Savings of both money and time could be in the works for sporting license buyers, if changes announced by Gov. Andrew Cuomo are enacted.
A recent increase in license fees has raised ire with individuals and sporting groups, but it was the governor’s planned fishing trip last spring that prompted a closer look at how resident and non-resident anglers, hunters and trappers pay fees and the terms of anglers’ license durations.
During an interview last week Department of Environmental Conservation Commissioner Joe Martens noted that it started with the governor’s purchase of a fishing license.
“He questioned why a fishing license bought in the late summer would have to be renewed on Oct. 1,” Martens said.
Further conversations led to not only terms in time, but also the costs and complications in the sporting license fee structures. In a Feb. 21 announcement, the governor put forth a series of changes that reduce the cost of annual fishing, hunting, archery and muzzleloader fees for residents and non-residents and additional reductions for one-day turkey and fishing licenses for non-residents.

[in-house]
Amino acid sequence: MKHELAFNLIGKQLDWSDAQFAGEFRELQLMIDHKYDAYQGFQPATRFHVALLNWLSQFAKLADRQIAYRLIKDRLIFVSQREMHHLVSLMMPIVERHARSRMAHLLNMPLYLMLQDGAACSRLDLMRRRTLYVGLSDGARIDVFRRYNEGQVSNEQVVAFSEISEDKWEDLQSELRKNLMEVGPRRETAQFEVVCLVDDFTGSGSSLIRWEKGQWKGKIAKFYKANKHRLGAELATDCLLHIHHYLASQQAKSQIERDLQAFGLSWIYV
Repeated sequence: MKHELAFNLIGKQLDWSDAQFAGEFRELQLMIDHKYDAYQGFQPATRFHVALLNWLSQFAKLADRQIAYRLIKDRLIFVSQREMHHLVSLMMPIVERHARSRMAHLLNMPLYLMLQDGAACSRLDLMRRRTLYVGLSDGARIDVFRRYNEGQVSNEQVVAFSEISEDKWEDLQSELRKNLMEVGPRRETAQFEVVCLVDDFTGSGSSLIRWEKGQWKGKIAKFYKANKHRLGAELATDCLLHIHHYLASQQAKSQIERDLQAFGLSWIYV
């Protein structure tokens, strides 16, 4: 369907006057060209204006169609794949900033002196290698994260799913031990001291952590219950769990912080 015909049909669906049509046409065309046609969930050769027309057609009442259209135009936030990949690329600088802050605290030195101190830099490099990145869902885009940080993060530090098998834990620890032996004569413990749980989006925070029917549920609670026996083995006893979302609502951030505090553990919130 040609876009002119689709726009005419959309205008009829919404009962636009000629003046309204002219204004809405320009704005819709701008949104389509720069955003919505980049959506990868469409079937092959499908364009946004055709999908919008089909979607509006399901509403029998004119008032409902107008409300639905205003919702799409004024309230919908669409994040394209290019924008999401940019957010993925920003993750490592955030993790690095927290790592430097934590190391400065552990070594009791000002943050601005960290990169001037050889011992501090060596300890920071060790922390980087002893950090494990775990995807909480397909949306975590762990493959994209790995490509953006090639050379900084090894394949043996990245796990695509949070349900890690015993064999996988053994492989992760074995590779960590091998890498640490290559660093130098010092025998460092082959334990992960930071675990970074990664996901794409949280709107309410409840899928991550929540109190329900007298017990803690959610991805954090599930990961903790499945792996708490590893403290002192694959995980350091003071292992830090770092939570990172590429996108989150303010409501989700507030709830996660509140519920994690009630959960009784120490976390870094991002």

As for renewal periods, hunting licenses will renew on Sept. 1, rather than the previous Oct. 1 date. Early small game and waterfowl hunts prompted this change.
But a more significant renewal change will be an expiration date set for one year from the date of purchase.
The governor noted, “Anglers will get a full year of fishing no matter when they purchase the license.”
Commissioner Martens stressed the simplification of fee options, which could help in attracting newcomers to New York State’s outdoors resources.
Martens also pointed to significant boat-launch rehabilitation projects statewide at public access sites such as the Cuba Lake launch in Allegany County.
Along with the reduced fees and terms for resident sportsmen and women, the governor’s slate of non-resident fees show major reductions, especially for hunters.
The annual bow license cost drops from $140 to $40; the muzzleloader fee of $140 drops to $30. A one-day turkey tag costing $50 will be reduced to $20.
Rather than a loss of funds, these non-resident fee reductions could increase state-border license purchases and participation. Hunters and sport shop operators recall a drastic drop in non-resident license purchases following the last fee increase.
Non-resident anglers and hunters, especially those with young children old enough to register for the hunt, may be more inclined to obtain licenses and head afield, which could improve hunter recruitment.
Discussion, passage and enactment of these proposals are still in the works, but a simplified sporting license format may be on anglers’ agendas and hunters’ horizons sometime soon.